Dear clients and friends,
The SBA’s Paycheck Protection Program (PPP) has become the cornerstone of small business economic recovery in the wake of the COVID-19 pandemic. What we also know is that the PPP program was created at a point when Congress assumed companies would only need a very short window of time in order to recover.
Recognizing that circumstances have radically changed, the House and Senate have both passed a bill, called the Paycheck Protection Flexibility Act (PPFA), to update the PPP program and make major adjustments to its core provisions.
Please note that the legislation has not yet been signed into law by President Trump, although he is expected to sign it within days, especially following a unanimous voice vote in the Senate.
The following are key points encoded into the bill, as summarized in an update from the American Institute of Certified Public Accountants (AICPA):
Time Period Extension: Employers may opt to extend from the original 8-week period to a new 24-week period in order to still qualify for loan forgiveness.
Payroll Expenditure Percentage: The payroll expenditure requirement has been lowered from 75% down to 60%.
Forgiveness Eligibility Cliff: It must also be noted that the original legislation allowed for the option of partial loan forgiveness if the 75% threshold was not reached, but that has been eliminated. Now, there is a ‘cliff’ provision so that a company must achieve 60% or more of the PPP expenditure on payroll or there will be zero eligibility for loan forgiveness.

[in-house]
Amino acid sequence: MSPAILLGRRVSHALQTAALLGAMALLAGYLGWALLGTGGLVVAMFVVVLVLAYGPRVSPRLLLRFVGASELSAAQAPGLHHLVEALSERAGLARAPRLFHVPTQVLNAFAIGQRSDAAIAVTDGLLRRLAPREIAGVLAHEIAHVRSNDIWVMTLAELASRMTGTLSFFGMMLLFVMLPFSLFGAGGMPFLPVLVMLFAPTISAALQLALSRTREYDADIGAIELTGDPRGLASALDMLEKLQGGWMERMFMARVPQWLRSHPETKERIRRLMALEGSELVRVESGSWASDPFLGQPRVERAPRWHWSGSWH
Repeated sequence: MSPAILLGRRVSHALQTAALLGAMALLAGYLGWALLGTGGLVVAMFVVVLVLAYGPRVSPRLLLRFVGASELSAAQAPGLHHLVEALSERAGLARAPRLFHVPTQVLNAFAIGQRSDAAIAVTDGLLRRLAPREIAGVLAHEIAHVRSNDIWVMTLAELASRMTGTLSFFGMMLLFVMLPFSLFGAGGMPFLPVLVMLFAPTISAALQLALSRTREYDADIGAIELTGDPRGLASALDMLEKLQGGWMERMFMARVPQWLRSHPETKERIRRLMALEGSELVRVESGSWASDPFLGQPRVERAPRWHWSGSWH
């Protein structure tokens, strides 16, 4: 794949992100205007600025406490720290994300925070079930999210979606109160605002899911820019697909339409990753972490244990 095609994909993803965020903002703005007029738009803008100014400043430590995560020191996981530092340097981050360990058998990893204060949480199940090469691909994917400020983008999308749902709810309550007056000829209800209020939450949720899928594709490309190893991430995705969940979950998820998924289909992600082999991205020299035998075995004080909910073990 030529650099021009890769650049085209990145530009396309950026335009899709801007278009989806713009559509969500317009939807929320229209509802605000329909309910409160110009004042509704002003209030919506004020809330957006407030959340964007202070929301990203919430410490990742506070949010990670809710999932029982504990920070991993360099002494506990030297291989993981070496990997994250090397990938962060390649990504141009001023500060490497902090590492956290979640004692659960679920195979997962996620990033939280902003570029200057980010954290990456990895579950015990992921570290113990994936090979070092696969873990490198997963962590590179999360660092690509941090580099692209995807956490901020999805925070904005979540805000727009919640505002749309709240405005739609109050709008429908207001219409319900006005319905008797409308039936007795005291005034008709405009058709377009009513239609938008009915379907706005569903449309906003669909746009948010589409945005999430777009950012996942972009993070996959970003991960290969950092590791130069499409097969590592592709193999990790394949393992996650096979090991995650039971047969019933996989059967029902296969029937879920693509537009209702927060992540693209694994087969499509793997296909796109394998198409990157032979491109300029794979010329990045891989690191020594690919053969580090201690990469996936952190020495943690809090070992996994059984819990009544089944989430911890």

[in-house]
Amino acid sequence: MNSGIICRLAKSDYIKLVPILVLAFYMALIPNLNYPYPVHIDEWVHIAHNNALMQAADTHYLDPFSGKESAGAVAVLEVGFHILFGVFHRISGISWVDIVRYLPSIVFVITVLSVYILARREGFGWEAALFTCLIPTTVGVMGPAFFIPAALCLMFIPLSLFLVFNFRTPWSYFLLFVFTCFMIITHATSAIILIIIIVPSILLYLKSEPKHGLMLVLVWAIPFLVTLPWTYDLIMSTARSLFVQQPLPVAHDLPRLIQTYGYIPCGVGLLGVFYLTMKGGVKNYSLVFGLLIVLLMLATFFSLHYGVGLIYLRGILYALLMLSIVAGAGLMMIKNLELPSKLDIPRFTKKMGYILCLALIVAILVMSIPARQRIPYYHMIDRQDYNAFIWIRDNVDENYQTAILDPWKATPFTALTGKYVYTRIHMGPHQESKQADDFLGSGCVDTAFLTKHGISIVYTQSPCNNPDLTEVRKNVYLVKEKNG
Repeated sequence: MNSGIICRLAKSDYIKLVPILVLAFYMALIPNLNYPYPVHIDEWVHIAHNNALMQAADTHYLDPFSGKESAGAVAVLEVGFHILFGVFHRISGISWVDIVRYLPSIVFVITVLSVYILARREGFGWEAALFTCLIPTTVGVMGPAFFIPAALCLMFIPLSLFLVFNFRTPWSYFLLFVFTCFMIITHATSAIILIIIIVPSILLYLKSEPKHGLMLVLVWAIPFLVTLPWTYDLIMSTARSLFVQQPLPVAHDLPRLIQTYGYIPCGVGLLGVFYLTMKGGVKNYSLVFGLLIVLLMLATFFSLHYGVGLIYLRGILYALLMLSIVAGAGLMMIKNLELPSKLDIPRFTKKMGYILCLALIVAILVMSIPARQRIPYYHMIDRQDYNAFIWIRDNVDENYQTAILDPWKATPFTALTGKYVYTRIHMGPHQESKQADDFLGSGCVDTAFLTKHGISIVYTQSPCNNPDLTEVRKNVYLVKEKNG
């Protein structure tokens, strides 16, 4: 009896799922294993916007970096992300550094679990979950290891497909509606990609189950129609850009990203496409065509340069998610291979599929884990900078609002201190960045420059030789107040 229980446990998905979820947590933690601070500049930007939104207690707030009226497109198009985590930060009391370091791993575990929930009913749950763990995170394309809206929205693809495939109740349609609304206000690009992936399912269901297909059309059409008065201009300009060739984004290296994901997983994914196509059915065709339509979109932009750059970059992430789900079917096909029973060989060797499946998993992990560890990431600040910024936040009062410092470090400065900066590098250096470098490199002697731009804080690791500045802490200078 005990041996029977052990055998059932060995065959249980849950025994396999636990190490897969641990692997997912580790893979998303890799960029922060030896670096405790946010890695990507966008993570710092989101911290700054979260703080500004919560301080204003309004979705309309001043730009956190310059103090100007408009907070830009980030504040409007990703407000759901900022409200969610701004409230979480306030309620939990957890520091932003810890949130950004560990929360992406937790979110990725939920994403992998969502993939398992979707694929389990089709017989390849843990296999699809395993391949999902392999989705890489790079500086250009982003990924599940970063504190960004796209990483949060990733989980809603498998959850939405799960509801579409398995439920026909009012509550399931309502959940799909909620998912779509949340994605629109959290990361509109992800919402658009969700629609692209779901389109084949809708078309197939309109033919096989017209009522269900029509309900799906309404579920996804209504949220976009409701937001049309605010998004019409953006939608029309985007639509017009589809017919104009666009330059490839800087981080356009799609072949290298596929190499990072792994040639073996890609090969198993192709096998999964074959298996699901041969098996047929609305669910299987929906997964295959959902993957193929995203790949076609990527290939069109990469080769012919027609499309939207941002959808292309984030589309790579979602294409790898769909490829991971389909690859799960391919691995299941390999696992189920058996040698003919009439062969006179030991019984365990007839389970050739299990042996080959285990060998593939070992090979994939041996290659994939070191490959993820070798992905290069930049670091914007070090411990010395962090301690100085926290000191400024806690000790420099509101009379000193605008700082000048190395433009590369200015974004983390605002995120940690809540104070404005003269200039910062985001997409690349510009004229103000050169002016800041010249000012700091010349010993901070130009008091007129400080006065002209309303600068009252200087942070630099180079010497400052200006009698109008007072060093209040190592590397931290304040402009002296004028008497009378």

Workforce Restoration Period: The period of time during which an employer may work to restore their workforce to pre-pandemic levels has been extended to December 31, 2020 (the prior deadline was June 30, 2020).
Forgiveness Eligibility Exception: The new legislation allows borrowers to adjust their forgiveness eligibility and still qualify for forgiveness if they could not find qualified employees or were unable to restore business operations to Feb. 15, 2020, levels due to COVID-19 related operating restrictions. For example, if a company operates in a jurisdiction with a very restricted reopening plan and is in a sector which remains dramatically limited in operational scope or allowances, this exception can now be applied.
Extended Repayment Period: Employers will now have five (5) years to repay the loan, rather than two (2) years. The interest rate will remain fixed at 1%.
Payroll Tax Delay Option: The new bill allows employers who took out a PPP loan to delay payment of their payroll taxes as well, whereas this had been prohibited under provisions of the CARES Act.
Again, this legislation has passed both houses of Congress but has not yet been signed into law. However, PPP borrowers should begin planning around the high likelihood that these changes will be signed into law within the next week.
As always, this is a summary and does not detail all permutations or considerations noted in the actual legislation. In addition, we encourage you to reach out to your BradyRenner CPA’s team to assist you with questions or adjusted plans in any way.
This change to the PPP program is extremely good news for small businesses, and we are relieved to see Congress responding positively to the needs of our small business community in these extraordinary times.
Please contact us with any questions, and as always, thank you for your partnership with us.
Matt Brady, CPA